One evening I found really nice work
by Ryan Alexander where images are created by simulating a life of mycelium.
I was wondering how it was done and I came up
with my own Processing sketch
that creates something similar (although not as quite nice as the original work).
The principle is simple: you take an image and convert it to grayscale.
The brighter (or darker) is the pixel, the more food you put
on that particular position. Then you run several autonomous agents
that feed from this food, move randomly,
die if they are starving and multiply if they are well enough.
The original photos and the mycelium growing process can be seen here:
The idea is to create a mobile phone application that
is able to take a photo from a camera (and/or open a gallery photo)
and runs the described process on it. The final result
or animated GIF of the process could be then uploaded to the Internet
and shared among your friends.
Two years ago someone sent me quite weird pull request on Github. It took me some time
to realize that the only change was the removal of whitespace at the end of the lines
of all files. Commit message contained a link to some software development company so
the whole effort could be considered as some kind of spam or publicity stunt.
But it sparked an idea!
When I was at FOSDEM I saw a great talk about
Coccinelle which is a tool for semantic patches. These are
similar to normal patches, but they contain something like expressions which are being matched
during applying of the patch. That way they apply the change to usually more places of the
codebase not just one (which is the case when using “normal” patches).
Basically, you want to come up with most generic “rule” that fixes one particular issue,
but it’s not triggered at any other time. Some examples how Coccinelle was used in Linux
kernel development are here.
Another quite common example (which I’ve seen at many, many places while working as a package
maintainer at SUSE) is the wrong usage of strncpy function.
The last argument has quite different meaning than the one used in strncat function.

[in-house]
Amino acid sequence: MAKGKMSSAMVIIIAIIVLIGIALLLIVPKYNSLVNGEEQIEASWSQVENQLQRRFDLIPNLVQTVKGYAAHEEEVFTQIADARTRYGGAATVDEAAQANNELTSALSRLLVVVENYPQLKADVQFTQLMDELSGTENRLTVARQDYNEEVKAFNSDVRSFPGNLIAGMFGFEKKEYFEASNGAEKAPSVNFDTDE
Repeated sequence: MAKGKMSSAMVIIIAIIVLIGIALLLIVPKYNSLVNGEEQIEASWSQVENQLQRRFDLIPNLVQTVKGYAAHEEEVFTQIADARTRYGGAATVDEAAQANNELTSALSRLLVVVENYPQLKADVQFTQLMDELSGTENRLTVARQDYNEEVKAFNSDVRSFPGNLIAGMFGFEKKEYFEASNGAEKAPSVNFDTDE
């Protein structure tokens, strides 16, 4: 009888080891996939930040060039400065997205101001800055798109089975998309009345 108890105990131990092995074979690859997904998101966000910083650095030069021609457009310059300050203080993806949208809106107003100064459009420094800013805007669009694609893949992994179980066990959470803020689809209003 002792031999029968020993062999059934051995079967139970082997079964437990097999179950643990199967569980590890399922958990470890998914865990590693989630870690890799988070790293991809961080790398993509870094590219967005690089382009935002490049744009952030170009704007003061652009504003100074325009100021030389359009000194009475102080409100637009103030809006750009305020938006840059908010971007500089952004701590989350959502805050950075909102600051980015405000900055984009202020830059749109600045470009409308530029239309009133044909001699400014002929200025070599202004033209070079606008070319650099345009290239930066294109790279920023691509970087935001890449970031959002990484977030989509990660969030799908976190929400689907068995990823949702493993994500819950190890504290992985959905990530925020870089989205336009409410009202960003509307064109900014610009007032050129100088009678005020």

It is the maximum length of the appended string, not the size of the whole output buffer.
The patch fixing this issue is similar to the following:
This patch obviously fixes the problem only at one particular place.
Semantic patch that fixes all wrong usages of the function might look like this (but please don’t take my words for granted,
I have not tested it):
Collect the most common programming mistakes people make.
Create semantic patches for fixing them.
Write a bot that scans Github for these issues and creates a pull request when necessary.
While writing this post I found this article
which says that bots are generally not welcome on Github. But I think if the pull requests are reviewed
by a person and the fixing rules are beneficial to everyone, then it might really be worth a try!
Recently my friend sent me a link to this great random comic generator at Pandyland.
My idea is to create a similar application but instead of the drawn figures
it would use your friends photos from Facebook. One could check which of his/hers friends
should appear in the comic (or leave it to a random chance), select the layout
of the comic strip (e.g. 3x1 frames, 2x2 frames, etc.) and click the generate button. The application
then calls the Facebook API which returns reasonable photos together
with their metadata (such as who is in the picture and at what pixel position, the API already
includes that kind of info in the results). Next step is to add speech bubbles filled in with
either random sentences or leaving the bubbles empty so one can add his/hers own replicas.
Lastly, a nice frames and a title are added, so the result could be shared back
to Facebook or any other webiste as one image.
The idea is simple: create a mobile phone application that is able to count coins (and their values) from the photo.
You pour coins from your wallet on the table, make sure they don’t overlap by spreading them, take a photo and voila
the phone will tell you exactly how much money in coins you have. User can select what currency is she using
(dollars/cents, euros/cents, etc., to make the recognition easier). Using OpenCV or some
other computer vision library should make this task pretty easy.
Special points awarded if the application is using realtime augmented reality, but for this particular case it is not necessary.
From time to time I come up with the “ultimate idea”, but because I don’t have usually time to implement it right away
I put it in my backlog. Unfortunately, the backlog is growing bigger and bigger and I started to realize there are some
ideas on the list to which I’ll never return, but still they would be nice to have. There are lots of bright minds
out there, so I decided to start publishing the ideas from the backlog list. Maybe someone will find them interesting enough and
implement them. Heck, maybe someone will be able to build a successful startup around some of them. For that case I put
the donate section in the sidebar, so you can do me a favor once you are a millionaire. :-)
But, enough talking, here are the ideas! I’ll keep adding links to this list in the future: